Former Hillsborough Circuit Judge Jared Smith is the most controversial of the three out-of-district nominees DeSantis chose. The two others, who are going to the Fifth District court, are John MacIver, chair of the Florida Gaming Control Commission, and Palm Beach Circuit Judge Paige Kilbane.
Voters dumped Smith after he briefly blocked a teenager’s abortion, citing her high school grades as evidence of immaturity. He was reversed on appeal.
But now, thanks to the governor, the Supreme Court and a Judicial Nominating Commission, Smith is being promoted to the Sixth District bench. He’ll join other abortion opponents that DeSantis has placed on state appellate courts, just as the Supreme Court awaits the restrictive abortion law it’s widely expected to rubber-stamp.
Thompson’s latest petition to the Supreme Court prompted an unusual flurry of activity that shrank the panel from seven to four justices. So, to assemble the required five-justice quorum for the case, Muniz had to bring in a visiting “associate” justice; he tapped Chief Judge Ivan Fernandez of the Third District Court of Appeal in Miami.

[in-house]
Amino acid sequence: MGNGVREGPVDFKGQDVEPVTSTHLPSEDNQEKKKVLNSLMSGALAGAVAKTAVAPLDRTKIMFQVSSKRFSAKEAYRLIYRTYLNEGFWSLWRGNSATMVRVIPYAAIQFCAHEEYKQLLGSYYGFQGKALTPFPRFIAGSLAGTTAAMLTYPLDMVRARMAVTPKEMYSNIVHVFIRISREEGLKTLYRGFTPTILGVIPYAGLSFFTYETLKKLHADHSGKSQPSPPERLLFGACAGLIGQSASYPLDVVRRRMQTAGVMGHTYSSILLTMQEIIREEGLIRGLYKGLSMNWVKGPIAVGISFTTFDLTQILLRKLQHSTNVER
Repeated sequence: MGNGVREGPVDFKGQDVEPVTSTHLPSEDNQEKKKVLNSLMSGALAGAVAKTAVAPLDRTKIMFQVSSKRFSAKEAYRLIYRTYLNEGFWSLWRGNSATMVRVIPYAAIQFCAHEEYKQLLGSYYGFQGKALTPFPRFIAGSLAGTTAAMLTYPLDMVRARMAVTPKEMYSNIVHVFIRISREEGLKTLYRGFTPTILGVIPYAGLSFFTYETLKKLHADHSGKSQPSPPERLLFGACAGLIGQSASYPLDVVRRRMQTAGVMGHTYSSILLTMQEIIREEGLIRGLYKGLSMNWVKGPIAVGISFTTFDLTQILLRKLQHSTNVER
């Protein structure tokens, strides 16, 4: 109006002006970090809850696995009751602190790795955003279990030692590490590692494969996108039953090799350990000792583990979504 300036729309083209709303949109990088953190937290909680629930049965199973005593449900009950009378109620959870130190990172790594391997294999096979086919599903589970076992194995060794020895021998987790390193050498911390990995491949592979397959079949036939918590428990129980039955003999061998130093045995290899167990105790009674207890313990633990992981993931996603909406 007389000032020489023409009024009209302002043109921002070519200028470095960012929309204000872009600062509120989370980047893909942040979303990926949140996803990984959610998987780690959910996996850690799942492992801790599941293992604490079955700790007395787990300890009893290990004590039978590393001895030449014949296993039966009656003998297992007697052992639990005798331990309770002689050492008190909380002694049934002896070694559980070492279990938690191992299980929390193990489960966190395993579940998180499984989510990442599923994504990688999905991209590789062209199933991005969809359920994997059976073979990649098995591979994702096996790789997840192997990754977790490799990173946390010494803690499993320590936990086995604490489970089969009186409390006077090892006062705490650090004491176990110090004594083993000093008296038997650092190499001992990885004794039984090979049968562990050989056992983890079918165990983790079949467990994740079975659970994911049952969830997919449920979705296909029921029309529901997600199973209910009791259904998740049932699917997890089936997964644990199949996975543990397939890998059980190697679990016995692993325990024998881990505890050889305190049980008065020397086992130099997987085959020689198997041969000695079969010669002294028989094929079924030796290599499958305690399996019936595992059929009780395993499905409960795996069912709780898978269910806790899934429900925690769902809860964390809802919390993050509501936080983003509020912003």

A TOUGH QUORUM T0 KEEP
Grosshans had recused herself after Thompson called for the justice’s disqualification because her husband, Joshua Grosshans, is a member of the Sixth District Court’s Judicial Nominating Commission. Thompson targeted five of the commission’s short-listed candidates.
Justices Charles Canady and John Couriel were excluded from the case because they had agreed to provide references for particular candidates. Canady stepped up for DeSoto Circuit Judge Danielle Brewer and Fort Myers Chief Judge Michael McHugh, nominees for the Sixth District Court.
And Couriel would have supported another Sixth District nominee, state Rep. Mike Beltran, R-Lithia. None of the candidates Canady and Couriel backed made DeSantis’s final cut.
If Francis gave up the case, Muniz would have been in the awkward position of having to import a second judge to restore the quorum.
In the end, one court member wasn’t entirely on board with the chief justice’s opinion. Justice Jorge Labarga wrote a partial dissent.
He agreed with the main point about residency, but had another idea about who gets to decide if a Judicial Nominating Commission broke its own rules. It’s the Supreme Court, Labarga wrote; the other justices opted for the governor.